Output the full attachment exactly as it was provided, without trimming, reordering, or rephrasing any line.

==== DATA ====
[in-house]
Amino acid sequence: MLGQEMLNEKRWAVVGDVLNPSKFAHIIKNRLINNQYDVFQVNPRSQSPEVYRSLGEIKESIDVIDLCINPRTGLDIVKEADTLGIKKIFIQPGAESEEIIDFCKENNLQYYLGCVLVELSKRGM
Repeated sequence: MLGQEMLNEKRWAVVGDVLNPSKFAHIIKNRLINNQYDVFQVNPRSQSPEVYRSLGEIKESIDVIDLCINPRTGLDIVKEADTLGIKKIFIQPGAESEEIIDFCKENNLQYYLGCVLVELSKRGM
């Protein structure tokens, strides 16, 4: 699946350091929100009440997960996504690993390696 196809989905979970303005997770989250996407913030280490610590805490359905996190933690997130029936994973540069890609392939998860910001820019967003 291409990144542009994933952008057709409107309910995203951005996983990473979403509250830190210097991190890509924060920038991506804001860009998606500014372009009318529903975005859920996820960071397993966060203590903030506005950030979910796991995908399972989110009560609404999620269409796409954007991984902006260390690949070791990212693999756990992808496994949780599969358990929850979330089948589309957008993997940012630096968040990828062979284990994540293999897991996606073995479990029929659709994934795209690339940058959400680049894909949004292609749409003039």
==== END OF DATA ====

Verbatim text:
[in-house]
Amino acid sequence: MLGQEMLNEKRWAVVGDVLNPSKFAHIIKNRLINNQYDVFQVNPRSQSPEVYRSLGEIKESIDVIDLCINPRTGLDIVKEADTLGIKKIFIQPGAESEEIIDFCKENNLQYYLGCVLVELSKRGM
Repeated sequence: MLGQEMLNEKRWAVVGDVLNPSKFAHIIKNRLINNQYDVFQVNPRSQSPEVYRSLGEIKESIDVIDLCINPRTGLDIVKEADTLGIKKIFIQPGAESEEIIDFCKENNLQYYLGCVLVELSKRGM
């Protein structure tokens, strides 16, 4: 699946350091929100009440997960996504690993390696 196809989905979970303005997770989250996407913030280490610590805490359905996190933690997130029936994973540069890609392939998860910001820019967003 291409990144542009994933952008057709409107309910995203951005996983990473979403509250830190210097991190890509924060920038991506804001860009998606500014372009009318529903975005859920996820960071397993966060203590903030506005950030979910796991995908399972989110009560609404999620269409796409954007991984902006260390690949070791990212693999756990992808496994949780599969358990929850979330089948589309957008993997940012630096968040990828062979284990994540293999897991996606073995479990029929659709994934795209690339940058959400680049894909949004292609749409003039």